First to Fight
No one knows where the next conflict or crisis will emerge. Ridding the world of these threats requires
a lightweight, nimble force that not only can respond rapidly, but also take control when it gets there.
When unexpected threats arise, it is the Marine Corps that is best prepared to face them down.
Marines are first to fight because of their culture and because they maintain a forward-deployed presence near various global hotspots. The Marine Corps' forward presence consists of multiple Marine Expeditionary Units, or MEUs. MEUs spend at least six months training for a variety of amphibious operations before they are deployed. Then, for six months at a time, Marine Expeditionary Units embark upon United States Navy warships and prepare to launch a range of missions—from humanitarian and peacekeeping missions to full-scale combat engagements, on extremely short notice. Few have what it takes to become Marines, but now many have the opportunity to delve into the training and mindset of these elite, prepared warriors. This behind-the-scenes glimpse of an actual MEU training exercise reveals what it takes to maintain this constant state of readiness. You've heard of their "First to Fight" reputation. Now see them earn it.
Aboard three amphibious assault ships, the USS Nassau, USS Mesa Verde and USS Ashland, Marines receive their orders and prepare to respond.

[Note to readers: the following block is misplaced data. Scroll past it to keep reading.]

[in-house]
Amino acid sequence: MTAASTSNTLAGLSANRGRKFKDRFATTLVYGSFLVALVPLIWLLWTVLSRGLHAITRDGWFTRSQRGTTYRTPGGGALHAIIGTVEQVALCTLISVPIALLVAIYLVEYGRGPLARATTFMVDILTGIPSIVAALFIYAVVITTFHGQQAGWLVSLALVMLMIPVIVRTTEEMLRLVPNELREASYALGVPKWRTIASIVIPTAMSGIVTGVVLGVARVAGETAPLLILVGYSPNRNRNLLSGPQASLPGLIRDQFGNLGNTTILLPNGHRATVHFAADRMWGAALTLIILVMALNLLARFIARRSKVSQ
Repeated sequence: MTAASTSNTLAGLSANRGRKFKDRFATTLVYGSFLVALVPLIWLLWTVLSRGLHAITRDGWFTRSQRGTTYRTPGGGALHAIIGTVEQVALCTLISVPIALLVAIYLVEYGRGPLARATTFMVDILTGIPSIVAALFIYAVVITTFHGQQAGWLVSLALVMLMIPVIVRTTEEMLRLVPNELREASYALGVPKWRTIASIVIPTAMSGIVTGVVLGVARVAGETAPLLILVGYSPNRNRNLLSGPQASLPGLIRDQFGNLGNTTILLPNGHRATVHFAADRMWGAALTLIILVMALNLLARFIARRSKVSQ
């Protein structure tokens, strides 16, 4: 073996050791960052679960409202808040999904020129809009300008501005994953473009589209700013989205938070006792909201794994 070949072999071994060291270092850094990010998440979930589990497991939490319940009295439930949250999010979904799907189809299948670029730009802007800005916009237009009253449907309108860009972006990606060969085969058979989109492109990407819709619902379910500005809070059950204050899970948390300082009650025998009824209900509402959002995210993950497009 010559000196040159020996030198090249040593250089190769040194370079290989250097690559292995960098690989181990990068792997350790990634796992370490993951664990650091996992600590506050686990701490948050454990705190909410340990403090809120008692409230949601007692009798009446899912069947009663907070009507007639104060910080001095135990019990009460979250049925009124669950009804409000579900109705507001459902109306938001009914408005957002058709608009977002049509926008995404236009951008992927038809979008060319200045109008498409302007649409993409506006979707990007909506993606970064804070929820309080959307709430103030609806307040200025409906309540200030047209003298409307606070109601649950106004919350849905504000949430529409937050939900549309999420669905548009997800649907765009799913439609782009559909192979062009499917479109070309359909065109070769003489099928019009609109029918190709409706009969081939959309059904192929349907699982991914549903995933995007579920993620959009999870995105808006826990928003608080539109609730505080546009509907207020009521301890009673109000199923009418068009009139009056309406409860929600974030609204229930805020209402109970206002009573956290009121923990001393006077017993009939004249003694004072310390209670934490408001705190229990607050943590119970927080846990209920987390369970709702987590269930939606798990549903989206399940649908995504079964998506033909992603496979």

Marine Commanders and staff of the 24th Marine Expeditionary Unit begin their planning by reviewing intelligence and developing possible courses of action.
Marine Ground, Aviation and Logistics Combat Elements prepare to support a unified course of action.
The MEU Commander approves a plan, and all orders are disseminated to every Marine in the 24th MEU.
Marines load the gear they'll need onto vehicles and aircraft and prepare to move out.
Aircraft and landing craft launch the first wave of Marines ashore.
Marines of the 24th MEU put their planning into action on an amphibious raid training mission.
FIRST TO FIGHT: BY DESIGN – AND BY CONGRESSIONAL MANDATE
We are this nation's force in readiness. This is our charge, and our distinction, reflected in the way we organize, equip and train our Marines.
Our Congressional Mandate:
[The Marine Corps] must be the most ready when
the nation is generally least ready … to provide a balanced force in readiness for a naval campaign
and, at the same time, a ground and air striking
force ready to suppress or contain international disturbances short of large-scale war.
—82nd Congress – 1952
A DEFINING PHILOSOPHY
First to Fight is more than a motto. It is a mindset, a purpose and a core tenet driving every Marine to achieve and maintain optimal readiness. Marines live out this mindset for the oppressed and against the oppressive, and in response to disasters—born from man or from nature. These missions illustrate what it means to be First to Fight.
HAITI, January 2010